Sir Stirling Moss with Graham Hill. Photo courtesy Sir. Stirling Moss.

The world of motorsport has produced legends over time. Be it NASCAR, Group B, Le Mans, Indy, Dakar, Formula 1 and so forth, there are few names that hold as much weight as that of one of Great Britain’s all time heroes. He is known to the world as the greatest all around racing driver of all time.

GP Traveler’s founder Joey Franco and I found ourselves ringing up him up one morning. The day was a cold, classic wintery day with blowing wind and snow and it didn’t matter for Joey and myself. In our minds, we were transported through time to England, Italy and Monaco. We sat and conversed with a true gentleman whose impressive career speaks for itself.

Spanning from 1948 to 1962, he has 212 victories to his name. In Formula 1 specifically, he competed in 66 races and won 16, with 24 podium finishes. In these pages you will find part of the conversation we had with the first Englishman to win the British Grand Prix. These same pages also include part of the conversation we had with the record holding winner of the 1955 Mille Miglia race which will stand forever unbeaten at 10 hours, 7 minutes and 48 seconds, with the average speed of 99 mph (160 km/h). Yes, I am referring to the same person, the great Sir Stirling Moss.

GPT: Sir Moss, your racing career over all is remarkably impressive. Have you ever taken a moment as a fan of motor racing and been in awe of your own accomplishments and success?

Well, no. You see I did over 600 races and that would take quite a lot of time! I was doing about 50 races per year.

That is a lot of races! Very impressive! That’s almost a race per week. I am sure there were times with more than one a week.

Yeah, once a week. Obviously that included quite a lot of work setting the car up and that sort of stuff. Trying out new designs and developing the disc brakes and so on. Nowadays, drivers they don’t do that anymore. Mainly because they are not allowed to by the teams they dive for.

Now, you are known as the greatest all around racing driver of all time, that is quite a moniker. A complete racing driver, what do you personally believe to be the strongest attribute in earning this reputation, and deservingly so?

I think I drove 108 different race cars, and the point for me was racing, not driving. I convinced myself I was competing.

Your first ever Formula 1 victory was at Aintree in 1955. Being a British driver and Winning the 1955 British grand prix, how would you describe that feeling?

Obviously great! I mean, being with all those people there in the middle of England at Aintree, it was quite exhilarating.

1958 Vanwall. Photo courtesy Sir. Stirling Moss.

You believe that your friend and teammate at Mercedes, Juan Manuel Fangio allowed you to win that race. Is there a reason why you would think he would have done such a gentlemanly gesture?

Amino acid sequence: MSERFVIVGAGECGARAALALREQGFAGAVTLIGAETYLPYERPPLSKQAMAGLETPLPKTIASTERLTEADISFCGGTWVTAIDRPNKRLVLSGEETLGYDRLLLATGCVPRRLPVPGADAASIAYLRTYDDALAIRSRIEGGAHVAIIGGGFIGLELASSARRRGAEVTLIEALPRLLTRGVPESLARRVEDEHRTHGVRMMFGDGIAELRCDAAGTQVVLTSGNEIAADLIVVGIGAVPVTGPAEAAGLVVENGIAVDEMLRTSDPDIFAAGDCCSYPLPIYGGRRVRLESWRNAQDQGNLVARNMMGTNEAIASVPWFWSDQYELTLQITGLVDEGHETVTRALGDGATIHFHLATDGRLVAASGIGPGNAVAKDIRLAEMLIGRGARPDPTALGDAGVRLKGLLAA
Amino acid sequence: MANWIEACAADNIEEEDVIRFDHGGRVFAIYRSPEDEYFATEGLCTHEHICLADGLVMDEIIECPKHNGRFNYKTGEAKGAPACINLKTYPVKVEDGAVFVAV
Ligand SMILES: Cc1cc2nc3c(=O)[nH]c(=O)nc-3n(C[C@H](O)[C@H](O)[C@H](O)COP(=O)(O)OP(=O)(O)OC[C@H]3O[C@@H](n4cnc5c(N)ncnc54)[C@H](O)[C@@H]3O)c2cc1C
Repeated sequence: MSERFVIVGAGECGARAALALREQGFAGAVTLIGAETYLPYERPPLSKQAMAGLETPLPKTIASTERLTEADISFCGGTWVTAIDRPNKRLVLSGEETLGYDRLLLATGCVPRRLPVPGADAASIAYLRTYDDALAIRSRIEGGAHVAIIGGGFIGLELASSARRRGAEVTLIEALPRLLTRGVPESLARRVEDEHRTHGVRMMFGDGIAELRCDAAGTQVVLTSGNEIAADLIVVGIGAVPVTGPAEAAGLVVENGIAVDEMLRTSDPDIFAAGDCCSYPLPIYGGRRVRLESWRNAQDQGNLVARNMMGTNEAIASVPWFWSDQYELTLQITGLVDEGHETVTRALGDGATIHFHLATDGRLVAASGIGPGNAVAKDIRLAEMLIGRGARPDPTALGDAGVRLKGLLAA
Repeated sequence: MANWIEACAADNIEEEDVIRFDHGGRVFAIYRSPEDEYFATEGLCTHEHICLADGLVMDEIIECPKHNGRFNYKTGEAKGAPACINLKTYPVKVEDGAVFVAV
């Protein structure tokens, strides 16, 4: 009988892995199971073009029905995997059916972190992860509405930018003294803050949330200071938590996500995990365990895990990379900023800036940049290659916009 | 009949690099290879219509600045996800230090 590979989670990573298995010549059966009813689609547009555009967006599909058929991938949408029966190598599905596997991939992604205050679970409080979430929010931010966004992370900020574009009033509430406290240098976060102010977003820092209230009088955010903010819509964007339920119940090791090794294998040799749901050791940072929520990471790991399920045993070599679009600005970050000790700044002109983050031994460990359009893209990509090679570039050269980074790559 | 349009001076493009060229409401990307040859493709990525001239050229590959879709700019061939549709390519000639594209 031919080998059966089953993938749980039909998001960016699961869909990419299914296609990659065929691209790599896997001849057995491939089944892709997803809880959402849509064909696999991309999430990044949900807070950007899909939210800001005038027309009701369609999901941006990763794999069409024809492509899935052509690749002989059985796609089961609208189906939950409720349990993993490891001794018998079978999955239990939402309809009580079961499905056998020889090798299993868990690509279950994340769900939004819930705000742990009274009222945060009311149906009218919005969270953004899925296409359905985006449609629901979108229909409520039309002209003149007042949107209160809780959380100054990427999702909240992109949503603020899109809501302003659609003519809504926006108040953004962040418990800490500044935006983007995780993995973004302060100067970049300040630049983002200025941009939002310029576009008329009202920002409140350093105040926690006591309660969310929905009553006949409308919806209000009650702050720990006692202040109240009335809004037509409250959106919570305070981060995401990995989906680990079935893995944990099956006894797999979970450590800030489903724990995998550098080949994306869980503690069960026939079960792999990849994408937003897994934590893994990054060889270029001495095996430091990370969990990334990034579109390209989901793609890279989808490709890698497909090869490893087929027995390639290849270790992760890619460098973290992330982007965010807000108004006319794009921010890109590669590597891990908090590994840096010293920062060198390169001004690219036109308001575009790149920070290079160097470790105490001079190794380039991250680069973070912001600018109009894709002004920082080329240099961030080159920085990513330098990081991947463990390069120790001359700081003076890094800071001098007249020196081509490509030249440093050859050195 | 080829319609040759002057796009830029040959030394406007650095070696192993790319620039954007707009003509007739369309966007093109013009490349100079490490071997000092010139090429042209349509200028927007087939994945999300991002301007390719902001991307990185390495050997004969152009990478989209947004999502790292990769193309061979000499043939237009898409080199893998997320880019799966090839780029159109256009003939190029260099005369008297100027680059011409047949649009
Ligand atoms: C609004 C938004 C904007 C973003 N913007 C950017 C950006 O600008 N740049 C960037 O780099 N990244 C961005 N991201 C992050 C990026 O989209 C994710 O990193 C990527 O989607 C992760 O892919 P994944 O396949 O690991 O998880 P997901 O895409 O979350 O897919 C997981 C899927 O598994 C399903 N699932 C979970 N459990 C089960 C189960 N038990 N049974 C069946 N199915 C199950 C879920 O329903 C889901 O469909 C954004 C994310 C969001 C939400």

I don’t know for certain. All I know is that I asked him about it and he said “No, no, it’s your day.” Of course, that didn’t bring me any closer to a conclusion or proper answer. You see, I could beat him in sports cars. All those races in sports cars I entered, I was faster than him, but Formula 1, that was his forte.

It was the first car to win the first Constructors Championship, and quite a remarkable car in Formula 1 history, would you mind telling us more about the Vanwall VW5?

That car was built because Tony Vandervell didn’t like the Italians, and he said “We’ll beat those red bastards.” The car that he built, the Vanwall, was aerodynamically an exceptionally good shape. It was probably as fast as any of the cars there at the time. He got the chief designer from Norton, who designed the engine, and it was a four cylinder engine. I can’t remember what power it had now, probably about 250 or something. And again, incredible shape, it was perfect aerodynamically and was well suited for a circuit like Pescara.

There is a famous photograph from your victory at Pescara, of yourself and Juan Manuel Fangio in discussion and laughing. Do you remember the conversation?

(laughingly) Oh I don’t know! I don’t know because Fangio didn’t speak English and I don’t speak Spanish. We were probably talking about pretty girls or something. Certainly we couldn’t have a normal conversation, he was a very charming man. He never would he do anything dirty, you know. Many drivers would run over the edge of the circuit to throw rubbish up on the track. He wouldn’t do anything like that. In mind, he was the greatest racing driver that has ever been.

Do you find it difficult to come across someone like Fangio in the motorsport world today?

Yes, it’s changed too much. The general life of a racing driver is not the same. There were quite a few occasions where one driver would help another in my era. That certainly wouldn’t happen now.